At the termination of a sampling interval, the testing circuit of the invention operates to gate the sample closed-circuit voltage level while, simultaneously, evaluating its level with respect to a predetermined standard. To achieve appropriate comparison utilizing the battery source itself as a comparator drive, a voltage regulation feature is provided. Once the noted evaluation is carried out, an indicator, for instance in the form of a light emitting diode (LED) is energized to apprise the operator of the condition of the battery. In a preferred arrangement, only one such LED. is energized for the purpose of indicating a battery meeting requisite power standards. Alternately, two such indicators may be utilized, one to provide for an indication of a battery evidencing a closed circuit voltage falling below the predetermined standard and the other to show a battery having an adequate power characteristic. Inasmuch as the sampling interval is terminated at such time as the indicators are energized, battery drain is minimized, the LED. indicators requiring a dismissible power input from the battery. The circuit is deenergized when the operator releases a test actuating lever, thereby rapidly opening the noted probe position responsive features.

Other objects of the invention will in part be obvious and will in part appear hereinafter.

The invention accordingly comprises the apparatus possessing the construction, combination of elements and arrangement of parts which are exemplified in the following detailed disclosure.

For a fuller understanding of the nature and objects of the invention, reference should be had to the following detailed description taken in conjunction with the accompanying drawings.

BRIEF DESCRIPTION OF THE DRAWINGS FIG. I is a perspective view of a photographic film cassette incorporating a planar primary battery, portions of the view being cut away to reveal internal structure;

FIG. 2 is a sectional view of the composite cassette structure of FIG. I showing, in partial section, its orientation within a protective package;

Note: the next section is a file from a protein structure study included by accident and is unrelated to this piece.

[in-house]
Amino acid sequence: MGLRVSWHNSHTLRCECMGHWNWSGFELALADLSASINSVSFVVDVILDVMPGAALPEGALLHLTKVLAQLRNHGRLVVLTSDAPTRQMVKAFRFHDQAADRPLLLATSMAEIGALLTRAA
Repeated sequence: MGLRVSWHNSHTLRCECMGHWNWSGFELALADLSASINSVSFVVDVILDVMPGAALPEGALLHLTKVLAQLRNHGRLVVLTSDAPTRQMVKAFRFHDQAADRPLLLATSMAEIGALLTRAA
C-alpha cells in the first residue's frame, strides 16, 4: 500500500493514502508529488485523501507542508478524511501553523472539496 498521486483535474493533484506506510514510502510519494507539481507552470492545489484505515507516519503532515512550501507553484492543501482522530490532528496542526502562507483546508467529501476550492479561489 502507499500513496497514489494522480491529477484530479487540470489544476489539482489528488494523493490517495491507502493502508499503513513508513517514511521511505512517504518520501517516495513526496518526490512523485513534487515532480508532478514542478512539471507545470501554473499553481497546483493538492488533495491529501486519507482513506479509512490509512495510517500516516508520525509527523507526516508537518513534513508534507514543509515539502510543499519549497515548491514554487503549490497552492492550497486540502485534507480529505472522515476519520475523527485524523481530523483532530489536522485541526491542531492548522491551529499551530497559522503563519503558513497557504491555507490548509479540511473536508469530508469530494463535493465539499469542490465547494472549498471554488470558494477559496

FIG. 3 is a perspective view of apparatus incorporating features of the invention showing the orientation of a packaged composite film-battery package prepara tory to the testing of the battery therewithin;

FIG. 4 is a sectional view of the apparatus of FIG. 3 showing the orientations of the components thereof prior to the evaluation of a battery located within a packaged composite cassette;

FIG. 5 is a bottom view of the apparatus of FIG. 3;

FIG. 6 is a sectional view of the apparatus of FIG. 3 showing the orientation of the components thereof during an interval of battery testing; and

FIG. 7 is a schematic representation of the circuit utilized in performing a battery test evaluation according to the invention.

DETAILED DESCRIPTION OF THE DRAWINGS Referring to FIG. I, a composite photographic film cassette, the battery component of which may be tested utilizing the apparatus of the invention, is revealed in perspective. The cassette generally is formed to taper somewhat from its forward wall 12 to the rear wall 14 thereof. The top surface or wall 16 of cassette I0 is formed having an exposure access opening defined by a ridge 18 formed integrally therein. One side wall having a tapering dimension between forward wall 12 and rear wall 14 is shown at 20. Located beneath top surface or wall 16 is a stacked supply of film units, shown generally at 22.